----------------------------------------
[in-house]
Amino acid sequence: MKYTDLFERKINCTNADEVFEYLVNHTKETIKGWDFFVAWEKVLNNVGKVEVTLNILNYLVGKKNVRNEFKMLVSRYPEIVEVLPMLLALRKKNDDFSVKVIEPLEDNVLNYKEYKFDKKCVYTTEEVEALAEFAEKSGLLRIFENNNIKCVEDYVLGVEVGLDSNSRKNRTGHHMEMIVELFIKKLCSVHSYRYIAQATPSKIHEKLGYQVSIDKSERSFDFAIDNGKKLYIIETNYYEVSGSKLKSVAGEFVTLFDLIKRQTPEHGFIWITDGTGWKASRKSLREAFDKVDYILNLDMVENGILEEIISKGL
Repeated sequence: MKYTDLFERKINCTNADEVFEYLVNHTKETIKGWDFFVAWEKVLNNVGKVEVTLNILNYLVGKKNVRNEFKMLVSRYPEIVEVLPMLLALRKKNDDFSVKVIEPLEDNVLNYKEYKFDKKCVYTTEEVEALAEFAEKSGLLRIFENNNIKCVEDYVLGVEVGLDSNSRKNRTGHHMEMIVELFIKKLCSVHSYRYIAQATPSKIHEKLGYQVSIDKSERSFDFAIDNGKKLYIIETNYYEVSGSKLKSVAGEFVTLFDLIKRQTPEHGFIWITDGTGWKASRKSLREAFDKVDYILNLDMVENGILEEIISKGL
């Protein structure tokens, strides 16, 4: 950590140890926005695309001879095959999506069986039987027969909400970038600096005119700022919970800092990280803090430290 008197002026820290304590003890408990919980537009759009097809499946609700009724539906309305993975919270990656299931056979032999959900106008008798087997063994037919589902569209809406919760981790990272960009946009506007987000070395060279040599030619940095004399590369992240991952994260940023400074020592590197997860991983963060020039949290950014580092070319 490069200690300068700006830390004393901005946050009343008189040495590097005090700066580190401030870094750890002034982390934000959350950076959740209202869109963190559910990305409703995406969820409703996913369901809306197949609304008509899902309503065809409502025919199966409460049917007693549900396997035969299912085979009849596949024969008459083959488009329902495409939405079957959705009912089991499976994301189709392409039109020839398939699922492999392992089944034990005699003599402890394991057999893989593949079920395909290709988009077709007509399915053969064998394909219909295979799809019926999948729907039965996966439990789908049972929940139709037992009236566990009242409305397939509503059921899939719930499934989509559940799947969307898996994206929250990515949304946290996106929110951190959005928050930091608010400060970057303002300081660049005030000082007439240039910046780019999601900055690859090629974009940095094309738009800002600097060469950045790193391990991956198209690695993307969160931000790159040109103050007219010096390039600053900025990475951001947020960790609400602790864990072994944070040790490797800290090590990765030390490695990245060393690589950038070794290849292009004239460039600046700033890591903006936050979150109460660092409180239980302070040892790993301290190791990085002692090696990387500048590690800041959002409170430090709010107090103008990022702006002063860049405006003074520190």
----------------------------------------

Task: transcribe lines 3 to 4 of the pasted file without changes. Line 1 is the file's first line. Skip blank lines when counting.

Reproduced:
Repeated sequence: MKYTDLFERKINCTNADEVFEYLVNHTKETIKGWDFFVAWEKVLNNVGKVEVTLNILNYLVGKKNVRNEFKMLVSRYPEIVEVLPMLLALRKKNDDFSVKVIEPLEDNVLNYKEYKFDKKCVYTTEEVEALAEFAEKSGLLRIFENNNIKCVEDYVLGVEVGLDSNSRKNRTGHHMEMIVELFIKKLCSVHSYRYIAQATPSKIHEKLGYQVSIDKSERSFDFAIDNGKKLYIIETNYYEVSGSKLKSVAGEFVTLFDLIKRQTPEHGFIWITDGTGWKASRKSLREAFDKVDYILNLDMVENGILEEIISKGL
């Protein structure tokens, strides 16, 4: 950590140890926005695309001879095959999506069986039987027969909400970038600096005119700022919970800092990280803090430290 008197002026820290304590003890408990919980537009759009097809499946609700009724539906309305993975919270990656299931056979032999959900106008008798087997063994037919589902569209809406919760981790990272960009946009506007987000070395060279040599030619940095004399590369992240991952994260940023400074020592590197997860991983963060020039949290950014580092070319 490069200690300068700006830390004393901005946050009343008189040495590097005090700066580190401030870094750890002034982390934000959350950076959740209202869109963190559910990305409703995406969820409703996913369901809306197949609304008509899902309503065809409502025919199966409460049917007693549900396997035969299912085979009849596949024969008459083959488009329902495409939405079957959705009912089991499976994301189709392409039109020839398939699922492999392992089944034990005699003599402890394991057999893989593949079920395909290709988009077709007509399915053969064998394909219909295979799809019926999948729907039965996966439990789908049972929940139709037992009236566990009242409305397939509503059921899939719930499934989509559940799947969307898996994206929250990515949304946290996106929110951190959005928050930091608010400060970057303002300081660049005030000082007439240039910046780019999601900055690859090629974009940095094309738009800002600097060469950045790193391990991956198209690695993307969160931000790159040109103050007219010096390039600053900025990475951001947020960790609400602790864990072994944070040790490797800290090590990765030390490695990245060393690589950038070794290849292009004239460039600046700033890591903006936050979150109460660092409180239980302070040892790993301290190791990085002692090696990387500048590690800041959002409170430090709010107090103008990022702006002063860049405006003074520190």